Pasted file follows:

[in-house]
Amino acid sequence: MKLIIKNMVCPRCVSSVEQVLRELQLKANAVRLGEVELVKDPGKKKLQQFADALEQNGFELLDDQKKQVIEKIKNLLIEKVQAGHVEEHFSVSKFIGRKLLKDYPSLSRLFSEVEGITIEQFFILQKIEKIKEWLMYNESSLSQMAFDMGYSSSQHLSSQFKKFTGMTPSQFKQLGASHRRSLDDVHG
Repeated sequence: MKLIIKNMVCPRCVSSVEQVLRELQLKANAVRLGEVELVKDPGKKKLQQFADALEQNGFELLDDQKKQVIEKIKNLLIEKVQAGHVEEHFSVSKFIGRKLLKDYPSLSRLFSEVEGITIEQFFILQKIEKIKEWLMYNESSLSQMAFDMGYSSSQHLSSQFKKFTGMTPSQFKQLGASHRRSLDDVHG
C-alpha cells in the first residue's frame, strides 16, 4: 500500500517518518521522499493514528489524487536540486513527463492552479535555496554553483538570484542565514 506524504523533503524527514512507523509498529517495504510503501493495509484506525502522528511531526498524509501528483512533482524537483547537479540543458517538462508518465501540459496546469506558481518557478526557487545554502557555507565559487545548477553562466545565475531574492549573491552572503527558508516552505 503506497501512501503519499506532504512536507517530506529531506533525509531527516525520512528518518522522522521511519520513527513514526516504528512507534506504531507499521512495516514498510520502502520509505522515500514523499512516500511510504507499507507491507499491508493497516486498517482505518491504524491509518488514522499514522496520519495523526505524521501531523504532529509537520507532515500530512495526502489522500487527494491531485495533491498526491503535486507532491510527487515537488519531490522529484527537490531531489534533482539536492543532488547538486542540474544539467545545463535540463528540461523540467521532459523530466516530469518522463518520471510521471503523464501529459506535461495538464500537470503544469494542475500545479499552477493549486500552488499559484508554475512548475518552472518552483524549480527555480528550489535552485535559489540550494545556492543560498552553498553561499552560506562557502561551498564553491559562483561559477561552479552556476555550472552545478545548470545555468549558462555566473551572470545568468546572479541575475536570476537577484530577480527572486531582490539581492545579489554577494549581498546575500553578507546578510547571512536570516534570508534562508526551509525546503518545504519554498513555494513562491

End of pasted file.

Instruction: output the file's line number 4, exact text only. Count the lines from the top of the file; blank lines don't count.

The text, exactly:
C-alpha cells in the first residue's frame, strides 16, 4: 500500500517518518521522499493514528489524487536540486513527463492552479535555496554553483538570484542565514 506524504523533503524527514512507523509498529517495504510503501493495509484506525502522528511531526498524509501528483512533482524537483547537479540543458517538462508518465501540459496546469506558481518557478526557487545554502557555507565559487545548477553562466545565475531574492549573491552572503527558508516552505 503506497501512501503519499506532504512536507517530506529531506533525509531527516525520512528518518522522522521511519520513527513514526516504528512507534506504531507499521512495516514498510520502502520509505522515500514523499512516500511510504507499507507491507499491508493497516486498517482505518491504524491509518488514522499514522496520519495523526505524521501531523504532529509537520507532515500530512495526502489522500487527494491531485495533491498526491503535486507532491510527487515537488519531490522529484527537490531531489534533482539536492543532488547538486542540474544539467545545463535540463528540461523540467521532459523530466516530469518522463518520471510521471503523464501529459506535461495538464500537470503544469494542475500545479499552477493549486500552488499559484508554475512548475518552472518552483524549480527555480528550489535552485535559489540550494545556492543560498552553498553561499552560506562557502561551498564553491559562483561559477561552479552556476555550472552545478545548470545555468549558462555566473551572470545568468546572479541575475536570476537577484530577480527572486531582490539581492545579489554577494549581498546575500553578507546578510547571512536570516534570508534562508526551509525546503518545504519554498513555494513562491